In this work, we report the measurement of the viscosity of biodiesels derived from waste cooking oil and vegetable oil under high pressure. Using a falling sinker-type viscometer, dynamic viscosity measurements were made at pressures up to 140MPa which are typically to be found in common-rail automotive diesel engines. Reproducible and reliable viscosity data were obtained from sinker fall times and calibration data. The biodiesel viscosities were compared to that of petrochemical diesel fuels also under high pressure. Both fuel types were found to increase exponentially with pressure with the biodiesels being slightly the more viscous. Above 140 MPa, a marked increase in sinker fall time was observed. This was due to a pressure-freezing effect which is known to also occur with longer chain molecules found in petrochemical diesel, oils, fatty acids and biodiesel.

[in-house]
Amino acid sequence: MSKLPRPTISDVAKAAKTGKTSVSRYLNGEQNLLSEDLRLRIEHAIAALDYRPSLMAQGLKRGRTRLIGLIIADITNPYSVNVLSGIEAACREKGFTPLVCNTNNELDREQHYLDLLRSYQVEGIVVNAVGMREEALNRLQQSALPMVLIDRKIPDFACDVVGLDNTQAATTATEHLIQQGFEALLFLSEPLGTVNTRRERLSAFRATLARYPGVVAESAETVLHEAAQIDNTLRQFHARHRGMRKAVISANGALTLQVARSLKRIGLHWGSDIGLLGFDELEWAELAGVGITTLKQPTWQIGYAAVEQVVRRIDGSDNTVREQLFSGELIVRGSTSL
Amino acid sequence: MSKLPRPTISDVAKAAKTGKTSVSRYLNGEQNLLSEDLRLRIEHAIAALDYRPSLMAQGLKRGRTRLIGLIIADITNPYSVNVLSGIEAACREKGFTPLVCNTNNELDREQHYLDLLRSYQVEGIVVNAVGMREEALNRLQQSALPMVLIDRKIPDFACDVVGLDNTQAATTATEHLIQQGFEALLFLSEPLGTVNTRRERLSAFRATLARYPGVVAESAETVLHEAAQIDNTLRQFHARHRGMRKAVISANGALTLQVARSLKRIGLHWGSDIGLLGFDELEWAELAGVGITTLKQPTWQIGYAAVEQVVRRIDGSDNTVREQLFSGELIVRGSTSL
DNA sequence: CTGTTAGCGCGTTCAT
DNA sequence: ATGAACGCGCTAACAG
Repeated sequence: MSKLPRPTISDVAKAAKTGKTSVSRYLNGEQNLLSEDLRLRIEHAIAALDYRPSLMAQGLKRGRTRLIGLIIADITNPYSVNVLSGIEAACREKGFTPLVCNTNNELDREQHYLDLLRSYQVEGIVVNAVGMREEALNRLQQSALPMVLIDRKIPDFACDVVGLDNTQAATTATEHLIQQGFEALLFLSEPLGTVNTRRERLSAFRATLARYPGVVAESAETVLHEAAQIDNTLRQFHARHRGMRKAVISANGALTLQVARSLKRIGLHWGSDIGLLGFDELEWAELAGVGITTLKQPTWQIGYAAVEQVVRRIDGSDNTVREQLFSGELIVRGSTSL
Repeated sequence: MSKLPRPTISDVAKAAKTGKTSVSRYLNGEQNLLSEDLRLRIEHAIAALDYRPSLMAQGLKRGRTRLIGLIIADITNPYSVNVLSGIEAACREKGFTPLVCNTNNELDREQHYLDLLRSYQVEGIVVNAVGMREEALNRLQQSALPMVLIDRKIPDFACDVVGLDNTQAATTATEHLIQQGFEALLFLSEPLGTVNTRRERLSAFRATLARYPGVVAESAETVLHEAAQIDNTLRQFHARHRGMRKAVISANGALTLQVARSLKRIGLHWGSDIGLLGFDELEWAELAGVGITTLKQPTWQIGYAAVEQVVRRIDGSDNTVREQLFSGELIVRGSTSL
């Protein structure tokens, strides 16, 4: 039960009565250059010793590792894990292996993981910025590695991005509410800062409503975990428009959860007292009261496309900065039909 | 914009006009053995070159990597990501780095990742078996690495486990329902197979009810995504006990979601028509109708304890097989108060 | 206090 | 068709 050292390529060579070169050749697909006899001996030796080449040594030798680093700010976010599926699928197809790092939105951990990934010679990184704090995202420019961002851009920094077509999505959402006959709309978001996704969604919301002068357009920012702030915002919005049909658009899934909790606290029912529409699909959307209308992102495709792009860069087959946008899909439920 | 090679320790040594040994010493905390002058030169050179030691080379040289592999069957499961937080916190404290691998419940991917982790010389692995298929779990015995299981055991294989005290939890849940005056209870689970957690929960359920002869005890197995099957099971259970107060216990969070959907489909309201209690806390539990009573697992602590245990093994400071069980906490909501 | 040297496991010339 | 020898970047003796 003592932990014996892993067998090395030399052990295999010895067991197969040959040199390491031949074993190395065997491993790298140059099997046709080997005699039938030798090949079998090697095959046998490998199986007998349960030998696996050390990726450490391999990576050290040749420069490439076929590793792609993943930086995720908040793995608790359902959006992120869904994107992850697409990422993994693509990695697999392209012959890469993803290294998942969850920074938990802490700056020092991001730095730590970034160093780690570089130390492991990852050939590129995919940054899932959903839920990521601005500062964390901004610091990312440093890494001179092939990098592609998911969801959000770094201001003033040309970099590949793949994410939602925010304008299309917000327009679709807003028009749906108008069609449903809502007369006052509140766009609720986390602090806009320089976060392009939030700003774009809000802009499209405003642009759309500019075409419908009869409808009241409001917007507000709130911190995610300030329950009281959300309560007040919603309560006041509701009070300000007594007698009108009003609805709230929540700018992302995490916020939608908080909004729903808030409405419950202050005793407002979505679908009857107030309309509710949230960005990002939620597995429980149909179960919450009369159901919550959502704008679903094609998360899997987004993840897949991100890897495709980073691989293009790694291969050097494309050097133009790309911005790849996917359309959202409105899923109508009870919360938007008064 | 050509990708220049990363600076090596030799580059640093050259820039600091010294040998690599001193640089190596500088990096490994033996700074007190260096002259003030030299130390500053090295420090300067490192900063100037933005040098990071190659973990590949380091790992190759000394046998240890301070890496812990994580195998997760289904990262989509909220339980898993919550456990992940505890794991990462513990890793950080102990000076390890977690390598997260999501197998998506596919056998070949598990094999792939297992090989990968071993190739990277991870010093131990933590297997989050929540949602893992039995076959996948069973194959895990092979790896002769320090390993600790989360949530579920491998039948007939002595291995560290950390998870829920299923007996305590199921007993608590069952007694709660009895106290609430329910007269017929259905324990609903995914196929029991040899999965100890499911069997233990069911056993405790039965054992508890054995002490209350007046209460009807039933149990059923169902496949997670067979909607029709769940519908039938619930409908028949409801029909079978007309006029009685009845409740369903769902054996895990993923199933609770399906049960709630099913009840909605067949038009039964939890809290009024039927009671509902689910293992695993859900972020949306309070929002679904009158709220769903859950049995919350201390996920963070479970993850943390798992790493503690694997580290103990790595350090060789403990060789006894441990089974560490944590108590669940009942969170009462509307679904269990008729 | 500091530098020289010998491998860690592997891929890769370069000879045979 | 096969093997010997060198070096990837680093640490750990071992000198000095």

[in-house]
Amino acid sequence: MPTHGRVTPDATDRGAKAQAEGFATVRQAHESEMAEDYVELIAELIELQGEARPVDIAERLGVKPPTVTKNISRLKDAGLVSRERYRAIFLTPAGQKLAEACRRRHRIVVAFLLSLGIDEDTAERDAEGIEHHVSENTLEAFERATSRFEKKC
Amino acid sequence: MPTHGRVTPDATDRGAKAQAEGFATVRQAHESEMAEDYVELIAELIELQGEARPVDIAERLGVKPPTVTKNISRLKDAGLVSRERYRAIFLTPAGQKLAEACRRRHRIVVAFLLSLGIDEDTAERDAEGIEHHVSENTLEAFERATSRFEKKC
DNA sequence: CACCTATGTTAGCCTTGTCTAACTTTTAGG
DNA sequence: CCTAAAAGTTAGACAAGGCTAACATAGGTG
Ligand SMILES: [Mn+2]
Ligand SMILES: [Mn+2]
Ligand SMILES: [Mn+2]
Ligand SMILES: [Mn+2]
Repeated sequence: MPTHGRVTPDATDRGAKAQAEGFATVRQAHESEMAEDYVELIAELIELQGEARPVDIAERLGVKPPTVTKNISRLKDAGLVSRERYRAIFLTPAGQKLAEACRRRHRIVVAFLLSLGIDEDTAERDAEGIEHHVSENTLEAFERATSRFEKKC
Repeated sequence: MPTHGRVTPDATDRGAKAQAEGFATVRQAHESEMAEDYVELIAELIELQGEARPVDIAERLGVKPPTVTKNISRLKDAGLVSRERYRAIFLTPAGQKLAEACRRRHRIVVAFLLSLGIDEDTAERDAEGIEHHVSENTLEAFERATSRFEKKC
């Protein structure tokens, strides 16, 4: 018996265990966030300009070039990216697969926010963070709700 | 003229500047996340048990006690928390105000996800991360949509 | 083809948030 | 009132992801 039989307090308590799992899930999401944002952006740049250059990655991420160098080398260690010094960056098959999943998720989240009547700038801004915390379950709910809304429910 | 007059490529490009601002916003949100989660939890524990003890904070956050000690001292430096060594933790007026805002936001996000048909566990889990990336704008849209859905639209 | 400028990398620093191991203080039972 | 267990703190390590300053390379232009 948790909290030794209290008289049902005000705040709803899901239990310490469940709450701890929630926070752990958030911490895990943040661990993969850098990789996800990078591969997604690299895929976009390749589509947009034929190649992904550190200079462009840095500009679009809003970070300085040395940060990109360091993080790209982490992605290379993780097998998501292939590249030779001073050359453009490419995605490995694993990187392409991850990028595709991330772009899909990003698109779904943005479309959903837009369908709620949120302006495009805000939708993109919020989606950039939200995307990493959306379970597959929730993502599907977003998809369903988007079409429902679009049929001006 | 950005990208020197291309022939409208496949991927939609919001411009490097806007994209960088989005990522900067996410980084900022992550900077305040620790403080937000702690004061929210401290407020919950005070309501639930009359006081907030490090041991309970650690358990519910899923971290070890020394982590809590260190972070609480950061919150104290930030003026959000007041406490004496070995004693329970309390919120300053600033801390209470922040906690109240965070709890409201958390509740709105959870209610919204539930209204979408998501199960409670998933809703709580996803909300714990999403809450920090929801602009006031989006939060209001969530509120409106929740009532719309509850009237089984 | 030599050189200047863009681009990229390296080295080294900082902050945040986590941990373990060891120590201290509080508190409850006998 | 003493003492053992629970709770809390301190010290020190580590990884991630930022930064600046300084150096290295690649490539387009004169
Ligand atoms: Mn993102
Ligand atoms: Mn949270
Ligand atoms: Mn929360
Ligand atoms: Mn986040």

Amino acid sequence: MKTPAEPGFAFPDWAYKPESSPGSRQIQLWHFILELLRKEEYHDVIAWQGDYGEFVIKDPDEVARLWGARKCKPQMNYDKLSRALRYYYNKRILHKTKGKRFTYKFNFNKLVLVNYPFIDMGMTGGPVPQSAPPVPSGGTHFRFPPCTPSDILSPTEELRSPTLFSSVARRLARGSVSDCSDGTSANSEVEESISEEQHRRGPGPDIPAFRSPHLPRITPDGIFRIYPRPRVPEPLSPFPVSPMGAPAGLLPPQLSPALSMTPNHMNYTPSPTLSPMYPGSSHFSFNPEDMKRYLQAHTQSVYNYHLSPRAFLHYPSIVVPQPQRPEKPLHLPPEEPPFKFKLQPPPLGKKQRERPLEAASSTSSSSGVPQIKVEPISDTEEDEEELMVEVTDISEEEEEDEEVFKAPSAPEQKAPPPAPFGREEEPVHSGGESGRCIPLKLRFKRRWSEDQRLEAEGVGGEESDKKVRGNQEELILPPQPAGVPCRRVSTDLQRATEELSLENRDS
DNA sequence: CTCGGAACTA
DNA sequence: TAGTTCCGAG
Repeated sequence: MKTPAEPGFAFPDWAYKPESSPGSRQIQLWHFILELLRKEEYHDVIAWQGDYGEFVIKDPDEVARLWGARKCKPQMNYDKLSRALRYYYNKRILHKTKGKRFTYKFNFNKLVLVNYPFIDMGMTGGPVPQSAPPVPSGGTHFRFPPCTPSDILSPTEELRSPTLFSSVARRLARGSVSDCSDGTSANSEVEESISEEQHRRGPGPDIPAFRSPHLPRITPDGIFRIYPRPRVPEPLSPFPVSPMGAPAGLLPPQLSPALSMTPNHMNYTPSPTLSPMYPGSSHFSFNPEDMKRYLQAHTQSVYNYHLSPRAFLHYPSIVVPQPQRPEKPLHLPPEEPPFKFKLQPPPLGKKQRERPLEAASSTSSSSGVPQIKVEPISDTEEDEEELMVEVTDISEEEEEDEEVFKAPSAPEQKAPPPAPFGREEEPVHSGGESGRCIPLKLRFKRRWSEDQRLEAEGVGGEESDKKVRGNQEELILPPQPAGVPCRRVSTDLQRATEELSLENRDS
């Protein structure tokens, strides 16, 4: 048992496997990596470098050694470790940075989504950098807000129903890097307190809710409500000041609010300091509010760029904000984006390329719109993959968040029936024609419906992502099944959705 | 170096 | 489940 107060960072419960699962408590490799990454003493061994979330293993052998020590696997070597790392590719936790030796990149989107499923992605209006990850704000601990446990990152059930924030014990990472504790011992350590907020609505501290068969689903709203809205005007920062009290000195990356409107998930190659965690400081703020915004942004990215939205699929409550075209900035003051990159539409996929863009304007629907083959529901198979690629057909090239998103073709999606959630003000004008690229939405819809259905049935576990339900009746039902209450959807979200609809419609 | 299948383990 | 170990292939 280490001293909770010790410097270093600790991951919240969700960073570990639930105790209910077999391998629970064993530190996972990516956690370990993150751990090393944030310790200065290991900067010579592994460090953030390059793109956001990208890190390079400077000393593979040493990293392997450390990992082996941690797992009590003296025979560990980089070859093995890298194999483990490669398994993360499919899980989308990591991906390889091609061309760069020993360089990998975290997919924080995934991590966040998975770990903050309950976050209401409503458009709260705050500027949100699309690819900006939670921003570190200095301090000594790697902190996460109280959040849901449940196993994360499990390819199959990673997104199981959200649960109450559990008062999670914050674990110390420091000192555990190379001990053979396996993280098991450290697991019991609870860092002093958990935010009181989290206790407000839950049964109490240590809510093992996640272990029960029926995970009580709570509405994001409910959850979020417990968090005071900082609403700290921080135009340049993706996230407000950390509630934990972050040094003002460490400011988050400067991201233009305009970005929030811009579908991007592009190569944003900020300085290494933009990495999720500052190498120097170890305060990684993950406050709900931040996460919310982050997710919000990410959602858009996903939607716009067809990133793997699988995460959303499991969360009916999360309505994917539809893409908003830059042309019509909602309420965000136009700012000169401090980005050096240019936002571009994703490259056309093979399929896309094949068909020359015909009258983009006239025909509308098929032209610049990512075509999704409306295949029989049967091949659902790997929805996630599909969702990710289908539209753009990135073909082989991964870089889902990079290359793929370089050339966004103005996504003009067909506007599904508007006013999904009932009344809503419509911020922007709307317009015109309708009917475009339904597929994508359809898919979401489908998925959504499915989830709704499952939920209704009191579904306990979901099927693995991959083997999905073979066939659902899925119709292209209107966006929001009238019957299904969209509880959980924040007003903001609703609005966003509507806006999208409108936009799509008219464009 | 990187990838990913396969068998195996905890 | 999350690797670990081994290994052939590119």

- falling sinker viscometer
Paton, J. M., & Schaschke, C. J. (2009). Viscosity measurement of biodiesel at high pressure with a falling sinker viscometer. Chemical Engineering Research and Design, 87(11A), 1520-1526. https://doi.org/10.1016/j.cherd.2009.04.007